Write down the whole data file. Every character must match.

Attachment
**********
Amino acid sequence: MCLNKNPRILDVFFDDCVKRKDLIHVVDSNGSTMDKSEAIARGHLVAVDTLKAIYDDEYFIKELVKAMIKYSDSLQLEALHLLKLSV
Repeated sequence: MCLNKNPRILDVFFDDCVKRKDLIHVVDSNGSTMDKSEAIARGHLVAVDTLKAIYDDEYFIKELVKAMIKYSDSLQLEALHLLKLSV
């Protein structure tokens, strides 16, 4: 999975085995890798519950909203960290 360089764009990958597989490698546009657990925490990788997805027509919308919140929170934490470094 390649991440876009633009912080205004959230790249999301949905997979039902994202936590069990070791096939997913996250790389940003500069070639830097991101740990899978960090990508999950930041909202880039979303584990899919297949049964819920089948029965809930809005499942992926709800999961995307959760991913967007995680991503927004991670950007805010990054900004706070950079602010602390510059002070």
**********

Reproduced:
Amino acid sequence: MCLNKNPRILDVFFDDCVKRKDLIHVVDSNGSTMDKSEAIARGHLVAVDTLKAIYDDEYFIKELVKAMIKYSDSLQLEALHLLKLSV
Repeated sequence: MCLNKNPRILDVFFDDCVKRKDLIHVVDSNGSTMDKSEAIARGHLVAVDTLKAIYDDEYFIKELVKAMIKYSDSLQLEALHLLKLSV
């Protein structure tokens, strides 16, 4: 999975085995890798519950909203960290 360089764009990958597989490698546009657990925490990788997805027509919308919140929170934490470094 390649991440876009633009912080205004959230790249999301949905997979039902994202936590069990070791096939997913996250790389940003500069070639830097991101740990899978960090990508999950930041909202880039979303584990899919297949049964819920089948029965809930809005499942992926709800999961995307959760991913967007995680991503927004991670950007805010990054900004706070950079602010602390510059002070």